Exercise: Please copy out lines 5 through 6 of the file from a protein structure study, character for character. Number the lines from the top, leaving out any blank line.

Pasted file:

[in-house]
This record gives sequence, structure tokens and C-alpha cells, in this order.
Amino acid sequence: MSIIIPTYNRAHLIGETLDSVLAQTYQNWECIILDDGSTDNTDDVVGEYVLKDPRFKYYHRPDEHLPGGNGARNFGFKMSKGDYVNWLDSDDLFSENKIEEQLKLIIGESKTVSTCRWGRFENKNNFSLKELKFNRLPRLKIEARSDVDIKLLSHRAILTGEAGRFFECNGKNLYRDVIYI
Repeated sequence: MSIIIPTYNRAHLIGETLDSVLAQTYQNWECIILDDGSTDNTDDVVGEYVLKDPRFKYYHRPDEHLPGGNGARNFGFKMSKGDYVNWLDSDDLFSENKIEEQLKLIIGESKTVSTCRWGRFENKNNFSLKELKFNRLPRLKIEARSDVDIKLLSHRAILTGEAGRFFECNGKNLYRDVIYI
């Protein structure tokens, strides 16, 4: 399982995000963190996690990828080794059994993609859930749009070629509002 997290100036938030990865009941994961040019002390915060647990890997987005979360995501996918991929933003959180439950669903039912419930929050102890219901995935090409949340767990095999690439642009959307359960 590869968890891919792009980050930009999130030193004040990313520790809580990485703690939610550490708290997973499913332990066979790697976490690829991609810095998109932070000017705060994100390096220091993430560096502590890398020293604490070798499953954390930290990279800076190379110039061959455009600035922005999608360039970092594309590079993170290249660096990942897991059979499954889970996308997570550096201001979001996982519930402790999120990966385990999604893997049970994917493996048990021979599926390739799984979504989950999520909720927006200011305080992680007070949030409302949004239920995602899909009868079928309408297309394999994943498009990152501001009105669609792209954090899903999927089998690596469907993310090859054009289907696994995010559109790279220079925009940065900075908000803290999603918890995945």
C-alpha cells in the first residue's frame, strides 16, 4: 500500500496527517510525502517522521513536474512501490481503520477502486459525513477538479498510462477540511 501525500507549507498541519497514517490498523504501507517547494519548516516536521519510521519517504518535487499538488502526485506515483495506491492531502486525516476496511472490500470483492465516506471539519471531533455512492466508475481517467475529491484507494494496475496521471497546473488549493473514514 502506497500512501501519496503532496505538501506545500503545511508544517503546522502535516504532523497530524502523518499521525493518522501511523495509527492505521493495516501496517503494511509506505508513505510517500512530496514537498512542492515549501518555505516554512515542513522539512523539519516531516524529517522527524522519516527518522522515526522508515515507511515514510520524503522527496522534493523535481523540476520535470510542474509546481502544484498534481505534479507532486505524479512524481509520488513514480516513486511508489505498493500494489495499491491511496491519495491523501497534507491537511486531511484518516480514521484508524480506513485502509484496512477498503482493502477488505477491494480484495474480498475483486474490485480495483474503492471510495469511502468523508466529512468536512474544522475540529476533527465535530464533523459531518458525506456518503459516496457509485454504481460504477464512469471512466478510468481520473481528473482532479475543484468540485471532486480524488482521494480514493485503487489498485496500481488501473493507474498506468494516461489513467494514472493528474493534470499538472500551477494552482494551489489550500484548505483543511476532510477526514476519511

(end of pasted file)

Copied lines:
């Protein structure tokens, strides 16, 4: 399982995000963190996690990828080794059994993609859930749009070629509002 997290100036938030990865009941994961040019002390915060647990890997987005979360995501996918991929933003959180439950669903039912419930929050102890219901995935090409949340767990095999690439642009959307359960 590869968890891919792009980050930009999130030193004040990313520790809580990485703690939610550490708290997973499913332990066979790697976490690829991609810095998109932070000017705060994100390096220091993430560096502590890398020293604490070798499953954390930290990279800076190379110039061959455009600035922005999608360039970092594309590079993170290249660096990942897991059979499954889970996308997570550096201001979001996982519930402790999120990966385990999604893997049970994917493996048990021979599926390739799984979504989950999520909720927006200011305080992680007070949030409302949004239920995602899909009868079928309408297309394999994943498009990152501001009105669609792209954090899903999927089998690596469907993310090859054009289907696994995010559109790279220079925009940065900075908000803290999603918890995945």
C-alpha cells in the first residue's frame, strides 16, 4: 500500500496527517510525502517522521513536474512501490481503520477502486459525513477538479498510462477540511 501525500507549507498541519497514517490498523504501507517547494519548516516536521519510521519517504518535487499538488502526485506515483495506491492531502486525516476496511472490500470483492465516506471539519471531533455512492466508475481517467475529491484507494494496475496521471497546473488549493473514514 502506497500512501501519496503532496505538501506545500503545511508544517503546522502535516504532523497530524502523518499521525493518522501511523495509527492505521493495516501496517503494511509506505508513505510517500512530496514537498512542492515549501518555505516554512515542513522539512523539519516531516524529517522527524522519516527518522522515526522508515515507511515514510520524503522527496522534493523535481523540476520535470510542474509546481502544484498534481505534479507532486505524479512524481509520488513514480516513486511508489505498493500494489495499491491511496491519495491523501497534507491537511486531511484518516480514521484508524480506513485502509484496512477498503482493502477488505477491494480484495474480498475483486474490485480495483474503492471510495469511502468523508466529512468536512474544522475540529476533527465535530464533523459531518458525506456518503459516496457509485454504481460504477464512469471512466478510468481520473481528473482532479475543484468540485471532486480524488482521494480514493485503487489498485496500481488501473493507474498506468494516461489513467494514472493528474493534470499538472500551477494552482494551489489550500484548505483543511476532510477526514476519511